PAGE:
Occasionally I have connection issues and have to restart my cable modem. This is most likely due to the signal strength being just under the recommended minimum, due to the signal running over the old RG-59 coaxial cable that is installed in my house.

When I purchased the modem, to upgrade to DOCSIS 3.0, I noticed that the modem had an embedded webserver running on The other day I was looking at the log on the page trying to determine whether the issue I was experiencing was with my ISP or my modem and I noticed that there was a Restart Modem button and I got the idea to write a short script to restart the modem in case I am elsewhere and don't have any access to the modem.

First, I used the Inspect Element tool in Chrome to figure out what was happening when the button was clicked.

When clicking restart

Here I could see see that when the action of the button form was to send a HTTP GET request to "/reset.htm"

<form method="get" action="reset.htm">
	<input name="reset_modem" value="Restart Cable Modem" type="submit"> 

Requests makes sending a request through Python very simple, so in a few minutes I had a short script that when ran would send the GET request and the modem would restart.

Since I wouldn't be able to manually run the script if I wasn't at home because my connection was down, I worked on it some more to add some monitoring, logic to determine when to restart the modem, and then finally to log the information for further review.

I found out that each page was actually made up of a few different html files. In the screenshot below, the url is /index.htm but all of the relevant information is actually coming from /indexData.htm. Each of the other tab pages were structured similarly.


Below is the quick script that I wrote. Some of the logic for deciding whether to restart the modem or not could be improved but I need to wait until the next time the problem occurs to gather some more information to add additional checks.

Here is the link to the Github repo.

The first function, connection_up, is for checking the state of the connection. I used the GET request instead of a ping because access to the sockets requires root access or using subprocess to run the ping command, which is installed setuid root which allows non privileged users to use the command.

get_page requests a page from the cable modem and returns it as text.

build_dictionary takes the HTML and uses BeautifulSoup to strip out the <td> elements and then strip away the the tags and create a key value dictionary so we have the information from the HTML tables in a more accessible form.

reset_modem sends an HTTP GET request to /reset.htm to restart the modem. I moved this to a function from the main loop to make the script a little more readable.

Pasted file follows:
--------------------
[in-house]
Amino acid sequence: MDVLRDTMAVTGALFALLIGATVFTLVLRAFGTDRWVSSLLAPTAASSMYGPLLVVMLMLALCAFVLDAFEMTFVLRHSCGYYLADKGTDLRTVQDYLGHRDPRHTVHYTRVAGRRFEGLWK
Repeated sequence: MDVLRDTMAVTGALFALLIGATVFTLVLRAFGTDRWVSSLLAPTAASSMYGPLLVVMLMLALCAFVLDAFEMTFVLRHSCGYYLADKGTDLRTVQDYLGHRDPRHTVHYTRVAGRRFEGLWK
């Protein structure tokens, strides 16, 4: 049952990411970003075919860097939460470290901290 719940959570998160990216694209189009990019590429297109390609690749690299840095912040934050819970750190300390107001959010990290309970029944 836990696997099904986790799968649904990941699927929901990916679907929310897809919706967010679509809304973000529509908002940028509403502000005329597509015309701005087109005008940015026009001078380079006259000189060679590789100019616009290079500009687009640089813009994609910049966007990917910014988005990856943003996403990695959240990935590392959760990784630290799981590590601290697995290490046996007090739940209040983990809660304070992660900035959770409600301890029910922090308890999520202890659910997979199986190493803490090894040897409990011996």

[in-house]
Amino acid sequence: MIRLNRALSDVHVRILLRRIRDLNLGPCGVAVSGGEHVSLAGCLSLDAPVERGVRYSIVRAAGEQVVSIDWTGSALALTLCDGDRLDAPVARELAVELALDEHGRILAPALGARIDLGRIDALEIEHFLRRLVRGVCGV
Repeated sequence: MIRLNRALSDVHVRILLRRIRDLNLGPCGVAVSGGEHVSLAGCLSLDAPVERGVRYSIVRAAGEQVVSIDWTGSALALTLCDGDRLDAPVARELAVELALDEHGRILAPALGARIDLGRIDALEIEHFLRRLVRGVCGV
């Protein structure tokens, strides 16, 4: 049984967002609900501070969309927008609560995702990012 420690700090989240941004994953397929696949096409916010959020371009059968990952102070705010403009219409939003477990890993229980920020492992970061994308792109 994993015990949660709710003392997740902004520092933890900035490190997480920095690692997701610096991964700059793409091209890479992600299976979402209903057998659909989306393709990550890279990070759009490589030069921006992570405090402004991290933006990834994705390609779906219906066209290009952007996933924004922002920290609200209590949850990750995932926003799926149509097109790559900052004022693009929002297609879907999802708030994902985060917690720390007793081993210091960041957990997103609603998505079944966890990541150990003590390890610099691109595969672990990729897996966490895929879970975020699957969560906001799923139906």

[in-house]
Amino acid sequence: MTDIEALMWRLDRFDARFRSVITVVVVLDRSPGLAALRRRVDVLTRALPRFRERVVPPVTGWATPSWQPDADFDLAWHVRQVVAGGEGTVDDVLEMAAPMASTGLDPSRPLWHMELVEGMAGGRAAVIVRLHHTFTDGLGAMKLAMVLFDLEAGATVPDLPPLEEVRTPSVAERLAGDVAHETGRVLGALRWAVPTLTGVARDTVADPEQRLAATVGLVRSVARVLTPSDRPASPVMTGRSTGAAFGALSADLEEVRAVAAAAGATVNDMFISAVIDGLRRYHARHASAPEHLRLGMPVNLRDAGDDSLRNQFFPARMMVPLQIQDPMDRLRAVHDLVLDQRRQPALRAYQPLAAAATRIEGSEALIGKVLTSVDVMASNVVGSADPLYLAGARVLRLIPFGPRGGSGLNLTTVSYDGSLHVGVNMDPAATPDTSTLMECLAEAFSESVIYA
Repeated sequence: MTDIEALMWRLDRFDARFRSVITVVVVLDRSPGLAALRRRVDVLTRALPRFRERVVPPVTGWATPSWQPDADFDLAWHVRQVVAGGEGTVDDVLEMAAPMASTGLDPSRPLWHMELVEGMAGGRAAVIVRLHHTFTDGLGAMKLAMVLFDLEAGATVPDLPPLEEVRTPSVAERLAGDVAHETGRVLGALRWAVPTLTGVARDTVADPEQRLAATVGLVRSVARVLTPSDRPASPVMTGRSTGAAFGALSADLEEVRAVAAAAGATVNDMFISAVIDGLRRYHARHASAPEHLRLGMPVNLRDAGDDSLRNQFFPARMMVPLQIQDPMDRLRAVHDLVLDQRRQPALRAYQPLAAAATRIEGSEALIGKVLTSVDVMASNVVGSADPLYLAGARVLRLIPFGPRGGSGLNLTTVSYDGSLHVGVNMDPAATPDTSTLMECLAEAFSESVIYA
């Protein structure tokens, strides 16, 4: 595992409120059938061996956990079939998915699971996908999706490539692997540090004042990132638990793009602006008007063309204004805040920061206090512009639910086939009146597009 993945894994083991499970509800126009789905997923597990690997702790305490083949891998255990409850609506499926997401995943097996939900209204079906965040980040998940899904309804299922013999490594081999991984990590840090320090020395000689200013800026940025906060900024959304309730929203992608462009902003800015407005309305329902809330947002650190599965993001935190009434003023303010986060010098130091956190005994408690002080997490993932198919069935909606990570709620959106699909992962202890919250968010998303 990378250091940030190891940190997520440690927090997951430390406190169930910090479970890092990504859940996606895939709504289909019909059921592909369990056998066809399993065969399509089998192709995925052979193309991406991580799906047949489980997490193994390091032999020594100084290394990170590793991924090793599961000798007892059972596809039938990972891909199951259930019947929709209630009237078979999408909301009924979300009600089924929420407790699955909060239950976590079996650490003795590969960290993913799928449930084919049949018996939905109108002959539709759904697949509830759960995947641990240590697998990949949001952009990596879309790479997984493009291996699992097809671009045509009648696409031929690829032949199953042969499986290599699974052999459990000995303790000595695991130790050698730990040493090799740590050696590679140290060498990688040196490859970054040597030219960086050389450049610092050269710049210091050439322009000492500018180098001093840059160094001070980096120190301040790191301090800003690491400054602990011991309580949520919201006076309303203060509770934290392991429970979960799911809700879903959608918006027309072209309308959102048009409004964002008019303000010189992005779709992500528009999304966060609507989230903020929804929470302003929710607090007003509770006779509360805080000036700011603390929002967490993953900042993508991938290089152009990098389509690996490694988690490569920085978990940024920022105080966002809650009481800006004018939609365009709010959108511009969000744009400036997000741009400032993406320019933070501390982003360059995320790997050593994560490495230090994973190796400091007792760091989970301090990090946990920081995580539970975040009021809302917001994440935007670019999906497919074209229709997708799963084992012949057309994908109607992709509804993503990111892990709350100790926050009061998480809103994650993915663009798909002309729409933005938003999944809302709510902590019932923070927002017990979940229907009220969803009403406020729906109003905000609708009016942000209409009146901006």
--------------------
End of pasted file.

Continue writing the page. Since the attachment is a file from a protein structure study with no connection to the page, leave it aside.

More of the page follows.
The last function, get_filename, is for generating the log file name and including the current time to keep the incidents separated. I moved this too a function to make things a little more readable.

import requests
from bs4 import BeautifulSoup
import itertools
import netifaces
import time
from datetime import datetime

def connection_up():
	r = requests.get('google.com')

	return int(r.status_code) == 200

def get_page(tab):
	r = requests.get('' + tab)

	return r.text

def build_dictionary(html):
	soup = BeautifulSoup(html)
	table = soup.find_all(['td'])

	information = [str(item)[4:-5] for item in table]

	return dict(itertools.izip_longest(*[iter(information)] * 2, fillvalue=''))

def reset_modem():
	r = requests.get('')

def get_filename():
	return 'incident-{}.html'.format(datetime.now().strftime("%Y%m%d-%H%M%S"))

When the main loop starts, the script waits for 60 seconds and checks the connection state. If it is down then it checks again 3 more times waiting 10 seconds between each check.

Then if the connection is still down it records the interface address information for the local host and pulls the diagnostic information from the modem. The Status and Address information is built into key value dictionaries to make the data more accessible.

If the script can't connect to the modem then it breaks from the loop, in this scenario the host might not be connected to the network or the modem might not have power.

while True:

	for _ in range(3):
		if connection_up:


		# Get diagnostic information about local host and from Modem
		nic = netifaces.ifaddresses('eth0')

			status_html = get_page('indexData.htm')
			status = build_dictionary(status_html)

			address_html = get_page('cmAddressData.htm')
			address = build_dictionary(address_html)

			signal_html = get_page('cmSignalData.htm')
			logs_html = get_page('cmLogsData.htm')

			# Modem power off or unreachable

Once it has the diagnostic information the script decides whether or not to restart the modem. Right now the only check is to see if the modem thinks it is operational but traffic is unable to go through the connection. The next time I run into the problem I plan on taking a closer look at the diagnostic information to add some additional logic here.

Then, after restarting the modem the diagnostic pages from the modem are put into a single file and the script waits for 120 seconds for the modem to restart and then checks the connection state and records the results to the incident report file and then finally waits for 30 mins before checking returning to the beginning of the main loop.

		# Decide whether or not to restart the Modem
		if status['Cable Modem Status'] == 'Operational':

			with open(get_filename(), 'a') as f:

				if connection_up():
					f.write('Connection restored after restart')
					f.write('Connection still down after retart')

I really like Python for creating quick utilities like this. The Beautiful Soup and Requests modules make scraping HTML and sending HTTP both really simple and you can throw something together from scratch really quick.